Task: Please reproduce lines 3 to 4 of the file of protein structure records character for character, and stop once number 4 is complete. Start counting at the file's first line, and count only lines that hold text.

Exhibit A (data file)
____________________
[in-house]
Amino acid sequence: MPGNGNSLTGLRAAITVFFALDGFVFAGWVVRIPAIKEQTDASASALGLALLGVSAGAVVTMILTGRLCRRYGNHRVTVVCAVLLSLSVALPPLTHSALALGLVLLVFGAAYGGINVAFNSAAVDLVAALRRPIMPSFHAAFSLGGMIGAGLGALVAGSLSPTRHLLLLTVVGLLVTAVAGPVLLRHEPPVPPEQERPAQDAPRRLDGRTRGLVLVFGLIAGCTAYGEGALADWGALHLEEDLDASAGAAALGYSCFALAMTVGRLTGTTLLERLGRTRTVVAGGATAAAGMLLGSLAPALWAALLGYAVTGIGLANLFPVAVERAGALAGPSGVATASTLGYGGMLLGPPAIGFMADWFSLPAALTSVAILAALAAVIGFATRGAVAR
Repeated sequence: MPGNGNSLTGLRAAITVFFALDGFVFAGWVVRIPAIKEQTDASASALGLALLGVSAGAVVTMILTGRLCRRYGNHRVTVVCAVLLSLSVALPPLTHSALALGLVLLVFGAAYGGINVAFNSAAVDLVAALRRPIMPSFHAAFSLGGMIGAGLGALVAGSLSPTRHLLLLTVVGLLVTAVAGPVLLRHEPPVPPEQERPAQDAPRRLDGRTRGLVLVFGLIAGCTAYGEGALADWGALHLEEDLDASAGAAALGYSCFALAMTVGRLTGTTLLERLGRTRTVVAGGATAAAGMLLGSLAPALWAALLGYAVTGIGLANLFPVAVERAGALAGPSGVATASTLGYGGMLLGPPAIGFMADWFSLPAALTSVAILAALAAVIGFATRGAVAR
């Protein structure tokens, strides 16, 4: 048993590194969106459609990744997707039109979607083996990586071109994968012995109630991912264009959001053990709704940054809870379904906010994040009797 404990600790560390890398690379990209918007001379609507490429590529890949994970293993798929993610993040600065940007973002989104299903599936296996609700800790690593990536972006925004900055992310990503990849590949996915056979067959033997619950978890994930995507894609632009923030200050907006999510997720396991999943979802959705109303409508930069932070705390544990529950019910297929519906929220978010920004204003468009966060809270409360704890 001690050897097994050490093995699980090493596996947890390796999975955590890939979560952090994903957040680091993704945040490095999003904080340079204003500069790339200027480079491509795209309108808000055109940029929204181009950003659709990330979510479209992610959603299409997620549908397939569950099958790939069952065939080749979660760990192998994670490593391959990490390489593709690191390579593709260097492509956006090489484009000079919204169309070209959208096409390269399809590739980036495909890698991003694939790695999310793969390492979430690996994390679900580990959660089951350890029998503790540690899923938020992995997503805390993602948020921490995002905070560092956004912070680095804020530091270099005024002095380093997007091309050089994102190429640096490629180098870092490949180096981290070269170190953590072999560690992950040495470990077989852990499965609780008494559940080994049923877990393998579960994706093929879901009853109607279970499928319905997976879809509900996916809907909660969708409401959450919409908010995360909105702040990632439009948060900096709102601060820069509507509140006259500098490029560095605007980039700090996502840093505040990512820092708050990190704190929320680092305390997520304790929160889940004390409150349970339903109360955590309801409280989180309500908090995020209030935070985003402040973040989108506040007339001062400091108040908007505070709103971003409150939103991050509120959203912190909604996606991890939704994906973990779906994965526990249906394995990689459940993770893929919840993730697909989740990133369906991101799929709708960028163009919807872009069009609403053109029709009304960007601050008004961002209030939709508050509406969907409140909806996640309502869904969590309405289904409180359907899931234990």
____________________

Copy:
Repeated sequence: MPGNGNSLTGLRAAITVFFALDGFVFAGWVVRIPAIKEQTDASASALGLALLGVSAGAVVTMILTGRLCRRYGNHRVTVVCAVLLSLSVALPPLTHSALALGLVLLVFGAAYGGINVAFNSAAVDLVAALRRPIMPSFHAAFSLGGMIGAGLGALVAGSLSPTRHLLLLTVVGLLVTAVAGPVLLRHEPPVPPEQERPAQDAPRRLDGRTRGLVLVFGLIAGCTAYGEGALADWGALHLEEDLDASAGAAALGYSCFALAMTVGRLTGTTLLERLGRTRTVVAGGATAAAGMLLGSLAPALWAALLGYAVTGIGLANLFPVAVERAGALAGPSGVATASTLGYGGMLLGPPAIGFMADWFSLPAALTSVAILAALAAVIGFATRGAVAR
């Protein structure tokens, strides 16, 4: 048993590194969106459609990744997707039109979607083996990586071109994968012995109630991912264009959001053990709704940054809870379904906010994040009797 404990600790560390890398690379990209918007001379609507490429590529890949994970293993798929993610993040600065940007973002989104299903599936296996609700800790690593990536972006925004900055992310990503990849590949996915056979067959033997619950978890994930995507894609632009923030200050907006999510997720396991999943979802959705109303409508930069932070705390544990529950019910297929519906929220978010920004204003468009966060809270409360704890 001690050897097994050490093995699980090493596996947890390796999975955590890939979560952090994903957040680091993704945040490095999003904080340079204003500069790339200027480079491509795209309108808000055109940029929204181009950003659709990330979510479209992610959603299409997620549908397939569950099958790939069952065939080749979660760990192998994670490593391959990490390489593709690191390579593709260097492509956006090489484009000079919204169309070209959208096409390269399809590739980036495909890698991003694939790695999310793969390492979430690996994390679900580990959660089951350890029998503790540690899923938020992995997503805390993602948020921490995002905070560092956004912070680095804020530091270099005024002095380093997007091309050089994102190429640096490629180098870092490949180096981290070269170190953590072999560690992950040495470990077989852990499965609780008494559940080994049923877990393998579960994706093929879901009853109607279970499928319905997976879809509900996916809907909660969708409401959450919409908010995360909105702040990632439009948060900096709102601060820069509507509140006259500098490029560095605007980039700090996502840093505040990512820092708050990190704190929320680092305390997520304790929160889940004390409150349970339903109360955590309801409280989180309500908090995020209030935070985003402040973040989108506040007339001062400091108040908007505070709103971003409150939103991050509120959203912190909604996606991890939704994906973990779906994965526990249906394995990689459940993770893929919840993730697909989740990133369906991101799929709708960028163009919807872009069009609403053109029709009304960007601050008004961002209030939709508050509406969907409140909806996640309502869904969590309405289904409180359907899931234990």